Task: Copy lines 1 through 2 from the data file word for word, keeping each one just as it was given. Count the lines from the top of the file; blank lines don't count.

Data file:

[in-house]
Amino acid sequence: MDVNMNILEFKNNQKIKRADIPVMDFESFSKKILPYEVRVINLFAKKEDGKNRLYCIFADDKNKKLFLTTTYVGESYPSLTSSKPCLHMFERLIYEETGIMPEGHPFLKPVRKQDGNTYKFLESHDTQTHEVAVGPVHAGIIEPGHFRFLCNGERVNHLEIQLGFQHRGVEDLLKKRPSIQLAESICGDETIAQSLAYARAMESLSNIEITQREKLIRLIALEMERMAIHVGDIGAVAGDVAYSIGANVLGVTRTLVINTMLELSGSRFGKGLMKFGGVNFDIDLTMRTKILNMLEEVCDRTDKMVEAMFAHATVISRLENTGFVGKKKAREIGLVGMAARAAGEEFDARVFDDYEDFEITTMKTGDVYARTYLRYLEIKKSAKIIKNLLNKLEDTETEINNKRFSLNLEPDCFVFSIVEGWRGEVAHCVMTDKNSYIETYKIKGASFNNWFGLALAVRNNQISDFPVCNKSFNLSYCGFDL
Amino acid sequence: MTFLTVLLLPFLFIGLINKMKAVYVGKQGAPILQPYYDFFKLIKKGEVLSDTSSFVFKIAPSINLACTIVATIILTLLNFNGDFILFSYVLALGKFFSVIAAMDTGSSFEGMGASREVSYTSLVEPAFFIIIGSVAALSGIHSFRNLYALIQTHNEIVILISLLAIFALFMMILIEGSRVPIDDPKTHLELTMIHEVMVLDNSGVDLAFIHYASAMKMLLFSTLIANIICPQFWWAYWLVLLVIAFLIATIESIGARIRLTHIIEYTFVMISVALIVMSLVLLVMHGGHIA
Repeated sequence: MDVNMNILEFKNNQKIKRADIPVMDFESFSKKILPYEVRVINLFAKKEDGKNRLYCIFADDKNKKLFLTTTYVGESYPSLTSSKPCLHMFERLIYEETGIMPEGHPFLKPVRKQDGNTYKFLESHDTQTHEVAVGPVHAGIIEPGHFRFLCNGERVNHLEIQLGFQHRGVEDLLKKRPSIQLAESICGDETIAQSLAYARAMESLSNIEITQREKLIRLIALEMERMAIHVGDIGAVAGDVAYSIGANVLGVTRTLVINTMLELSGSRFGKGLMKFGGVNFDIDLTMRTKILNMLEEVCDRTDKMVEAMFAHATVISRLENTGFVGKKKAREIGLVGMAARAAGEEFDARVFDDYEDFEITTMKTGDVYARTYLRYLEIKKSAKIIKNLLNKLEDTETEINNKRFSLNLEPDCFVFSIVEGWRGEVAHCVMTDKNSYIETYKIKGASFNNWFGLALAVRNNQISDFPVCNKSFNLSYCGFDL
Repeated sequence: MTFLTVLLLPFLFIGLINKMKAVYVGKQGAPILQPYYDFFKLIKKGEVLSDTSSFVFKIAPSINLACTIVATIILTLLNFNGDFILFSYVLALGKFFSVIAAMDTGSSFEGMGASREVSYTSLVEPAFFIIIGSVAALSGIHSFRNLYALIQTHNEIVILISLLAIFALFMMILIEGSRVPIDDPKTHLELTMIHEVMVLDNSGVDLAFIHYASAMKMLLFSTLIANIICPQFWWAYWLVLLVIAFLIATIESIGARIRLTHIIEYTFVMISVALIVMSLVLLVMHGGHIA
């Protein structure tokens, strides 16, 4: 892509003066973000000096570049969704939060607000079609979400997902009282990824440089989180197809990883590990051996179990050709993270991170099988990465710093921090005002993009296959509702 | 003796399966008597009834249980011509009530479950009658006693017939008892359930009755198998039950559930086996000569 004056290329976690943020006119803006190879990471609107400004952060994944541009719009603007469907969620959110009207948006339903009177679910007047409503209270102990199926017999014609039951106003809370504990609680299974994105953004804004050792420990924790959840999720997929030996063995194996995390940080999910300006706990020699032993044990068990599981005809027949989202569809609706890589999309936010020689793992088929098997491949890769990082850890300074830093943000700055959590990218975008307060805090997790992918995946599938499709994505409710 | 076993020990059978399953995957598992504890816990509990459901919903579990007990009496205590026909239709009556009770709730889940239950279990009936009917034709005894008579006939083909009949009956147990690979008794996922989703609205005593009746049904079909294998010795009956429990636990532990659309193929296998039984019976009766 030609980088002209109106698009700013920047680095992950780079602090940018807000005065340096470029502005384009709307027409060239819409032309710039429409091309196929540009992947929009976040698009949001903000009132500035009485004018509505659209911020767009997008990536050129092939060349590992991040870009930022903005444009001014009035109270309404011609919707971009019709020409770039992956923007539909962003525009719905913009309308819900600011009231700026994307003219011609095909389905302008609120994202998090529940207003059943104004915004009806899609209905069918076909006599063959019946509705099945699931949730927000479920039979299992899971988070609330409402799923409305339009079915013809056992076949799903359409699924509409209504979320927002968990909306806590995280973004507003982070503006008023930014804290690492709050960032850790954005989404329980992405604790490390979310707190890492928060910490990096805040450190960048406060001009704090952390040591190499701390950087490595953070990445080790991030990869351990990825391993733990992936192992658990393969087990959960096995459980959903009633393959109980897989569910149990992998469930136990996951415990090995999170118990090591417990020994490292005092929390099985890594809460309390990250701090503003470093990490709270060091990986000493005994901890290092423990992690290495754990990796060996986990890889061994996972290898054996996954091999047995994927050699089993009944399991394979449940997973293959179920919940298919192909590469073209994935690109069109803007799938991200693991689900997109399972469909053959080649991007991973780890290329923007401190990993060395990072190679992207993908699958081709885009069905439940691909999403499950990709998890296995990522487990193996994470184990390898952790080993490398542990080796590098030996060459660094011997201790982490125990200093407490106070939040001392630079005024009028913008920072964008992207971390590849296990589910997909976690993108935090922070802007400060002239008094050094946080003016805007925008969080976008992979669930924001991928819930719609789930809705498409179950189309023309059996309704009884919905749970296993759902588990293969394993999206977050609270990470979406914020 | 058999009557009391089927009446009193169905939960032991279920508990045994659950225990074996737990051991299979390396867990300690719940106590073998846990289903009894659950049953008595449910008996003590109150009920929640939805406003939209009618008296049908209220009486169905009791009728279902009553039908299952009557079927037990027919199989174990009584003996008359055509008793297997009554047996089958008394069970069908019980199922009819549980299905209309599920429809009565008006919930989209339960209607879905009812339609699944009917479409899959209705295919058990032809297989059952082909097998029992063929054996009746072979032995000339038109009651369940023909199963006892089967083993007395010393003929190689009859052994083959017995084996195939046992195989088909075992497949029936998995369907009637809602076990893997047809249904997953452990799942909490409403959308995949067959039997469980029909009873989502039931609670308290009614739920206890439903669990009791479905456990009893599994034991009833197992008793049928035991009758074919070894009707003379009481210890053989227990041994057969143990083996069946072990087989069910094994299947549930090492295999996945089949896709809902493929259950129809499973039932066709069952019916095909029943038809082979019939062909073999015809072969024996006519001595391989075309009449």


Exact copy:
[in-house]
Amino acid sequence: MDVNMNILEFKNNQKIKRADIPVMDFESFSKKILPYEVRVINLFAKKEDGKNRLYCIFADDKNKKLFLTTTYVGESYPSLTSSKPCLHMFERLIYEETGIMPEGHPFLKPVRKQDGNTYKFLESHDTQTHEVAVGPVHAGIIEPGHFRFLCNGERVNHLEIQLGFQHRGVEDLLKKRPSIQLAESICGDETIAQSLAYARAMESLSNIEITQREKLIRLIALEMERMAIHVGDIGAVAGDVAYSIGANVLGVTRTLVINTMLELSGSRFGKGLMKFGGVNFDIDLTMRTKILNMLEEVCDRTDKMVEAMFAHATVISRLENTGFVGKKKAREIGLVGMAARAAGEEFDARVFDDYEDFEITTMKTGDVYARTYLRYLEIKKSAKIIKNLLNKLEDTETEINNKRFSLNLEPDCFVFSIVEGWRGEVAHCVMTDKNSYIETYKIKGASFNNWFGLALAVRNNQISDFPVCNKSFNLSYCGFDL